Stargirl is the perfect story of individualism, society and stereotyping. Set in a stereotypical high school the tables are turned when a new girl joins that is very different, with her ukulele singing happy birthday, a rat sitting on her shoulder and valentines cards for the whole class she challenges the status quo of what is normal in an everyday high school. Enter Stargirl the unique and surprising girl that captures Leo’s heart, she has everyone’s eyes on her when she enters a room while they wait on her next move or what strange and unusual act she will do next.
Stargirl is a refreshing read that reminds us of the people we should be, carefree and blind to the wandering eyes of everyone watching. Stargirl is the person she wants to be regardless of what the other students think, she sparks her own revolution in school while other students try to be like her. They are kind to others, supportive, confident and follow in her footsteps before they are reminded of the cruel reality of high school, being different isn’t always a good thing.
I don’t know if I loved any of the characters in this book, probably my favourite was Stargirl because of her eccentric personality, her embrace of living in the moment and her care for everyone however at times I did find her irritating. The moment that triggered my slight annoyance of her character was whenever she attended a funeral of someone she didn’t even know and I did find that a little strange. I am very much of the stance that everyone is an individual and what they do is their own business but even I was eye-rolling at some parts in this book. There are parts when Stargirl seems like an attention seeker rather than just a ‘do-gooder’. If I had someone singing to me at lunch I would have locked myself in the bathroom and especially if she did it irrespective of being asked not to.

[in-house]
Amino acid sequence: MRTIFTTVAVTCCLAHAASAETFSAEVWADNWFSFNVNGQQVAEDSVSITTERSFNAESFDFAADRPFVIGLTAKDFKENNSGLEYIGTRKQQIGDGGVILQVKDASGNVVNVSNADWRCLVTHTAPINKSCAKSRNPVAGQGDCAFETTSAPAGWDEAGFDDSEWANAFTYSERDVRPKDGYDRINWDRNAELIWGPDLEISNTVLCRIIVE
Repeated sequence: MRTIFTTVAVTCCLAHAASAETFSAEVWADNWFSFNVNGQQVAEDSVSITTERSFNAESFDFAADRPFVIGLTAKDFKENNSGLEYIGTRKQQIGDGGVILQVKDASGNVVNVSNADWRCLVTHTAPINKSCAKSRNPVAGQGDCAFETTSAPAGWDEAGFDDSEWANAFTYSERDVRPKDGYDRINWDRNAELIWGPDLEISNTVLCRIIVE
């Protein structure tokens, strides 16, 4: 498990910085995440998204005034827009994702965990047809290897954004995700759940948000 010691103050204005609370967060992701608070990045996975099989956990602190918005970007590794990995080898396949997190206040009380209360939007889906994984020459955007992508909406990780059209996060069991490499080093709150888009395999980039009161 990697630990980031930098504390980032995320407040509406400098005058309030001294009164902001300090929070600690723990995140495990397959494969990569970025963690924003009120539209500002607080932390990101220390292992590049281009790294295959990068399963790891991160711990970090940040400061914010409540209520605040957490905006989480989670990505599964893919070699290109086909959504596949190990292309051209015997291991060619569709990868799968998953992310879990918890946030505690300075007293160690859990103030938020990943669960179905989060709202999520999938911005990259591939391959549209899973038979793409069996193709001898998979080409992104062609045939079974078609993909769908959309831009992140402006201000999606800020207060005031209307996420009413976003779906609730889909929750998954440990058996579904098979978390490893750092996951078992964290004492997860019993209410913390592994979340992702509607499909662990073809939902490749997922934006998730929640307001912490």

As for Leo, again I wasn’t a huge fan of his character; he followed the crowd and was quite reserved whilst admiring Stargirl from a distance. He found her strange yet entertaining and when she was being chastised by others he stood back and watched. He was your stereotypical student, just like so many we spent our years with in school, blending in and keeping quiet.
I found the ending important in this novel as Stargirl learned that by fitting in she achieved nothing yet betrayed herself in conforming to the social norms. Leo realises that he can’t live with being ignored by his fellow students and therefore has to end what he has with Stargirl. I was shocked to learn the book was a flashback and that Stargirl had made such an impression on her school and fellow students. Some of her ideas of kindness and individualism I enjoyed but she was may be a bit too eccentric for my taste.
I gave this book a 3 out of 5 stars on goodreads as it was a fun and quick read yet I felt it could have done with a bit more development. I am also shocked to find out there is a sequel and I can’t help but wonder what it is about. I’ min no rush to read the sequel however I think my curiosity will get the better of me in this one and I will eventually read it.